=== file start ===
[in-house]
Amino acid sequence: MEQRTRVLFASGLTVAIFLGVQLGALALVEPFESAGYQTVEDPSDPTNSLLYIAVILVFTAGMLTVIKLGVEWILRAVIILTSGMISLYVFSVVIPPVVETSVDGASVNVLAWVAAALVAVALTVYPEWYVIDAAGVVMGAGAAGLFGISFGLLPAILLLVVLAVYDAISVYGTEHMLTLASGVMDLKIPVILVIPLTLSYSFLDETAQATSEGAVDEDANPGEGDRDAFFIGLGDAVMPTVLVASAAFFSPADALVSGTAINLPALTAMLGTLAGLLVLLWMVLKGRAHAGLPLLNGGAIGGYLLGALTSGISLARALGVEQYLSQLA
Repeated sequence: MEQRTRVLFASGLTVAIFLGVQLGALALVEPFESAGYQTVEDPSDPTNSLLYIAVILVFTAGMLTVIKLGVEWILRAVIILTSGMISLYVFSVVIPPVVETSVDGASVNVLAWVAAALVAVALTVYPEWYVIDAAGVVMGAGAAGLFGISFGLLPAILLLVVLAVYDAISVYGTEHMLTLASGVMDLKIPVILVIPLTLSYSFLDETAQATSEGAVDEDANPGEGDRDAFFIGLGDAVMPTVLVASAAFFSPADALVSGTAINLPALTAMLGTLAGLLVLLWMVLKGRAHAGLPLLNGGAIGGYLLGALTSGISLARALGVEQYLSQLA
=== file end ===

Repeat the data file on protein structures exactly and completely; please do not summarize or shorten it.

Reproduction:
[in-house]
Amino acid sequence: MEQRTRVLFASGLTVAIFLGVQLGALALVEPFESAGYQTVEDPSDPTNSLLYIAVILVFTAGMLTVIKLGVEWILRAVIILTSGMISLYVFSVVIPPVVETSVDGASVNVLAWVAAALVAVALTVYPEWYVIDAAGVVMGAGAAGLFGISFGLLPAILLLVVLAVYDAISVYGTEHMLTLASGVMDLKIPVILVIPLTLSYSFLDETAQATSEGAVDEDANPGEGDRDAFFIGLGDAVMPTVLVASAAFFSPADALVSGTAINLPALTAMLGTLAGLLVLLWMVLKGRAHAGLPLLNGGAIGGYLLGALTSGISLARALGVEQYLSQLA
Repeated sequence: MEQRTRVLFASGLTVAIFLGVQLGALALVEPFESAGYQTVEDPSDPTNSLLYIAVILVFTAGMLTVIKLGVEWILRAVIILTSGMISLYVFSVVIPPVVETSVDGASVNVLAWVAAALVAVALTVYPEWYVIDAAGVVMGAGAAGLFGISFGLLPAILLLVVLAVYDAISVYGTEHMLTLASGVMDLKIPVILVIPLTLSYSFLDETAQATSEGAVDEDANPGEGDRDAFFIGLGDAVMPTVLVASAAFFSPADALVSGTAINLPALTAMLGTLAGLLVLLWMVLKGRAHAGLPLLNGGAIGGYLLGALTSGISLARALGVEQYLSQLA